Under ordinary circumstances, a forced blood draw without a warrant violates your Fourth Amendment constitutional rights.However, you can be forced to submit to an involuntary DUI blood test in Colorado if:
- you are unconscious (or dead), or
- the arresting officer has probable cause to believe that you have committed:
In such a case, you may be physically restrained for a blood test. The results of the involuntary blood test are then admissible in a prosecution for any of the above crimes or for DUI, DUI per se, DWAI, or UDD.
The Colorado State Board of Health sets forth specific rules and procedures for testing blood for alcohol and/or drugs. These rules are set forth in the Code of Colorado Regulations (“CCR”) — 5 CCR 1005-2.
Requirements for blood testing include:
- The test must be given within two hours of a traffic stop.
- Blood must be tested by a laboratory certified by the state.
- Blood must be taken by a trained medical professional.
- The collection must take place in the presence of the arresting officer or another supervisor.
- The equipment must be sterile.
- Only approved, properly mixed preservatives may be used.
- Blood must be stored at the proper temperature.
- Specimens must be shipped for testing within 7 days of collection.
- “Positive” samples must be retested using a different chemical principle from the initial screening test.
- A portion of the sample must be preserved for 12 months for possible retesting by the defendant.
There are numerous ways in which a skilled Colorado DUI defense lawyer can challenge your DUI blood test results. Some of the most common include:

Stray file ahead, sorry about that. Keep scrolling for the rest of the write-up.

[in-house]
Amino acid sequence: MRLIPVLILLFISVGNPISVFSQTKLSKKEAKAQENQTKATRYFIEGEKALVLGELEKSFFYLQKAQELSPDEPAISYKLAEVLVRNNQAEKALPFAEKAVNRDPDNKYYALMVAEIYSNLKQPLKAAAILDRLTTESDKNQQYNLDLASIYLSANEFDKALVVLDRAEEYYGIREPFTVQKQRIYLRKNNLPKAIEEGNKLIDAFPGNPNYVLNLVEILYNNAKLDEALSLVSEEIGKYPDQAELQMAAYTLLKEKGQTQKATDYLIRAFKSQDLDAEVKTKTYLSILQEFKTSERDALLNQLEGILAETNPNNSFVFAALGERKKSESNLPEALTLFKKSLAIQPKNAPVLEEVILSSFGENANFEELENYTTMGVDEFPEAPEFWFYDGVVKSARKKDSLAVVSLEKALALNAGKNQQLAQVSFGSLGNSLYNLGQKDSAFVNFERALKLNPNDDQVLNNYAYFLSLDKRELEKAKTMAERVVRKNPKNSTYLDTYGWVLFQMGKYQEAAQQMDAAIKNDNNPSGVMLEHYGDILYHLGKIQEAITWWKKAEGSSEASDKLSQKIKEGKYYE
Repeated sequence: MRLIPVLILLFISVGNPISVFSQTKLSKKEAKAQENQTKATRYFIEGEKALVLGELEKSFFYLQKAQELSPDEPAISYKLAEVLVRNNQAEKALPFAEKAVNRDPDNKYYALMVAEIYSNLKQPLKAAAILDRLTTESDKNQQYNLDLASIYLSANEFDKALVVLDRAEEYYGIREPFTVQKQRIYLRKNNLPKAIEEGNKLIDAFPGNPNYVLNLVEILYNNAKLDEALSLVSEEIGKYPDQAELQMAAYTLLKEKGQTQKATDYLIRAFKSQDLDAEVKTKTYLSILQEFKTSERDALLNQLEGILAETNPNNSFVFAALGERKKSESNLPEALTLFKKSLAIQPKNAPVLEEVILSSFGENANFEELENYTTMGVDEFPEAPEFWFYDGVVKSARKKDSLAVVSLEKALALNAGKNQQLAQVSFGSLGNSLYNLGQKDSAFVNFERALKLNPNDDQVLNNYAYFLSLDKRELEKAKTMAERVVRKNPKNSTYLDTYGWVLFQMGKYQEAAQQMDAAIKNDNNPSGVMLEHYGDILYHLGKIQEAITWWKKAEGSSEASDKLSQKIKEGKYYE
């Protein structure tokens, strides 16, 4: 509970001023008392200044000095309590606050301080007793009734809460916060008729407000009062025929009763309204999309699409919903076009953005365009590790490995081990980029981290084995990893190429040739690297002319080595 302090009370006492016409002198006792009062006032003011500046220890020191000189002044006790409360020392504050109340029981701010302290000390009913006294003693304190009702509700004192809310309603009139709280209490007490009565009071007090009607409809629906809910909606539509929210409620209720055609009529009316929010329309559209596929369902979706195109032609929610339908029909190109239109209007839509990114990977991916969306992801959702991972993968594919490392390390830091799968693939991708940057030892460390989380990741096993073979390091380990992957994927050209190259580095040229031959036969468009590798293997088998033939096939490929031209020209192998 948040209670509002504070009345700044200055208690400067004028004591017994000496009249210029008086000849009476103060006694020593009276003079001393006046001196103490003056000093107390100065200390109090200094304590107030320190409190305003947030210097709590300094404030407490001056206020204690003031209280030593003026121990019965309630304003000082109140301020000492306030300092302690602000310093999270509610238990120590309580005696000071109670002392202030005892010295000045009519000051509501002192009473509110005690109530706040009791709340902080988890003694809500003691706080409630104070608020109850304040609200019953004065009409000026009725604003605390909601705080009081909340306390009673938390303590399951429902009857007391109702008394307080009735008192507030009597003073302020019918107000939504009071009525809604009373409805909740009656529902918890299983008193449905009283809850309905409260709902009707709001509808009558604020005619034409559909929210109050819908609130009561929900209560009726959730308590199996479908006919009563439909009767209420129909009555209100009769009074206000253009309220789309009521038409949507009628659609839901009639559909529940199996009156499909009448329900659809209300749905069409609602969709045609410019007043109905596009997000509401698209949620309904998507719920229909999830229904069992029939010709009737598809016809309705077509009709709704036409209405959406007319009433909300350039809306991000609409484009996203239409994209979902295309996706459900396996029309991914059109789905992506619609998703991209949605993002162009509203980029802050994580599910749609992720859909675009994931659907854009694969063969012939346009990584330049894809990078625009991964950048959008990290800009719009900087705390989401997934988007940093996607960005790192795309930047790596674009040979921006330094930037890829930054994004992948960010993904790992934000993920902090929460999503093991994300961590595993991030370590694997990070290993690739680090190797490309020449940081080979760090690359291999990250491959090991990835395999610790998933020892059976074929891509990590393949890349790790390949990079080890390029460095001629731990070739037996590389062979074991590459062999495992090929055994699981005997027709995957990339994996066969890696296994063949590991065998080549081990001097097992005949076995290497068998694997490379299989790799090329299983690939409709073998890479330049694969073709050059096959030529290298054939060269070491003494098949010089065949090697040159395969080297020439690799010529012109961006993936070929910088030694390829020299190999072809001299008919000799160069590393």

- There was no reasonable basis for your traffic stop.
- The officer didn’t offer you a choice of test.
- There was no probable cause to suspect you of doing drugs.
- Your arrest wasn’t lawful.
- Your blood was not drawn within two hours of your traffic stop.
- There was sufficient evidence of your sobriety to cast doubt on the accuracy of the test results.
- Your blood was not drawn by a qualified medical professional.
- The blood was not stored at the proper temperature.
- The sample was not sent out for testing on time.
- The laboratory was not properly certified.
- The blood was not properly retested.
- There were errors in labeling and/or record keeping.
- You were unable to test a sample of your blood independently.
- Your blood alcohol was “on the rise” at the time of your blood test — that is, your system had not yet fully absorbed the alcohol when you drove, but had gone over the limit by the time you were tested.
For more information on this last defense, please see our article, Colorado DUI defense: “rising blood alcohol.”
Call us for help…
Were you charged with drunk driving or DUI of drugs in Colorado? Our Denver DUI attorneys have years of experience fighting DUI charges. Contact us for a free consultation to find out how we can help you keep your good name and your Colorado driving privilege. (For cases in Nevada, contact our Las Vegas DUI attorneys).
Our convenient Denver DUI lawyers are located at:
Colorado Legal Defense Group
4047 Tejon Street
Denver, CO 80211